Did you know?
All cats are born blind. The ability to see comes during the first couple of weeks after birth!
Cats have rudimentary non-functional collar bones that allow them to squeeze themselves through tight spaces and help them in their balance and stride!
Cats often have a third eyelid that is not normally visible to us. If you are seeing it more often - the cat may be ill!
Feline vision is similar to that of humans in daylight. However, cats can see six times better than us in dim light - owing to larger pupils and the ability to gather light at the back of the eye due to a reflective retinal surface!
Field of vision in cats is slightly compromised for a more binocular vision. This grants cats greater depth perception and also allows them to judge their prey's position more precisely for making an attack in high speed pursuits!
Cats' sense of smell is fourteen times stronger than ours - this means they can smell the odour in the litter box much earlier than us!
Cats have an acute hearing ability as well. They are able to hear sounds of a quite high pitch. Thirty two individual muscles in their ears allow them to pinpoint the exact location of a source of sound!
The individual positioning of whiskers is unique to all cats. Whiskers are like finger prints. They allow cats to feel their way in extreme dark and since their span, when fully erect, is nearly equal to a cat's body width - it allows the felid to judge whether a space or passage is too narrow for it.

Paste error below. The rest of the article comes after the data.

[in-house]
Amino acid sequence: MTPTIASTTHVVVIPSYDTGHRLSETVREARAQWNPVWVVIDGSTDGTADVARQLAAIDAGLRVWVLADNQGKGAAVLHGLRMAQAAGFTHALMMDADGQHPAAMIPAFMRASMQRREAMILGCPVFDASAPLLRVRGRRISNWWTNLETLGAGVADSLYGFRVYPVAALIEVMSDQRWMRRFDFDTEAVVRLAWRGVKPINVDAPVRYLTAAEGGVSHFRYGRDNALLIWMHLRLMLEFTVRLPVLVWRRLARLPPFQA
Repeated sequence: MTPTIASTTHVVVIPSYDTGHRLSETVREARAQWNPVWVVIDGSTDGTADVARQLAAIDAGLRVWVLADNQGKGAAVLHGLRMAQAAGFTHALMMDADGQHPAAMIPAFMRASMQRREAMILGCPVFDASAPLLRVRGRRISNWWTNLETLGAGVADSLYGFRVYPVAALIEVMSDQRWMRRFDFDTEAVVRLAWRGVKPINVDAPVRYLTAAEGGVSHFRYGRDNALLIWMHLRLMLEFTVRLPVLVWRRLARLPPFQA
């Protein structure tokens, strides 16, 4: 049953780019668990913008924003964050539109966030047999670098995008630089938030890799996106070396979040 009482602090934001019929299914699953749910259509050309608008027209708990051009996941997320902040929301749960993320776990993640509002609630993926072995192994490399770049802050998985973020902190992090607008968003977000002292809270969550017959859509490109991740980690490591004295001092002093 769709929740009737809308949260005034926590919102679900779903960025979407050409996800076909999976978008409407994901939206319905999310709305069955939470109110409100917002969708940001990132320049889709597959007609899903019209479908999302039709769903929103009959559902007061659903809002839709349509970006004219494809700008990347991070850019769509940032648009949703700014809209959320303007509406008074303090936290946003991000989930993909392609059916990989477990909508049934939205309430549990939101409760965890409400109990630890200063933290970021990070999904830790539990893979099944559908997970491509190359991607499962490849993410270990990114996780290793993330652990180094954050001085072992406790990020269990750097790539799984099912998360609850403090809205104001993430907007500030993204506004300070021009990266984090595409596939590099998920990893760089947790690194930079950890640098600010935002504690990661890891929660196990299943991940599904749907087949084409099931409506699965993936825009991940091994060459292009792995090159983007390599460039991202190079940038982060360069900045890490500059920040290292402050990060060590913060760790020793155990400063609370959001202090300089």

Whiskers are also usually indicative of a cat's temperament. Erect, forward pointing whiskers indicate that the cat is excited and animated. Whereas laid back whiskers are often seen in resting, defensive animals.
Cats have sharp pointed teeth that are built for killing prey by crushing of windpipe or severing of spine. A cat's teeth are its greatest assets in the wild. In proportion to body size, the elusive Clouded Leopard has the longest canines in the family felidae, whereas the Jaguar has the strongest jaws - it can bite through the shell of a turtle!
Cats have more spines than us since they also have spines in their tail. Next time you see a kid pulling a cat's tail - stop him - since it hurts. Their vertebrae are also more loosely connected to each other than ours, allowing them great flexibility!
Flexibility of the spine is highlighted in the Cheetah - the fastest land mammal. With big adrenals, flexible spine and a rudder-like tail, Cheetahs can outpace everything on the African savanna!
Tiger is the largest feline on earth. An adult Siberian tiger may weigh up to eight hundred pounds and is one of the top predators on earth.
Tigers are excellent swimmers and are in fact the only big cats who seem to enjoy stepping in water (the Jaguar in Americas frequently goes into water to hunt baby alligators and anacondas)!
Lion is the only cat that lives in groups, called prides. Family life gives lions edge over other felids as they cooperate in hunting and rearing of their young!
Leopards are highly secretive and are perhaps the best tree climbers and individual hunters amongst big cats. Black leopards are called black panthers!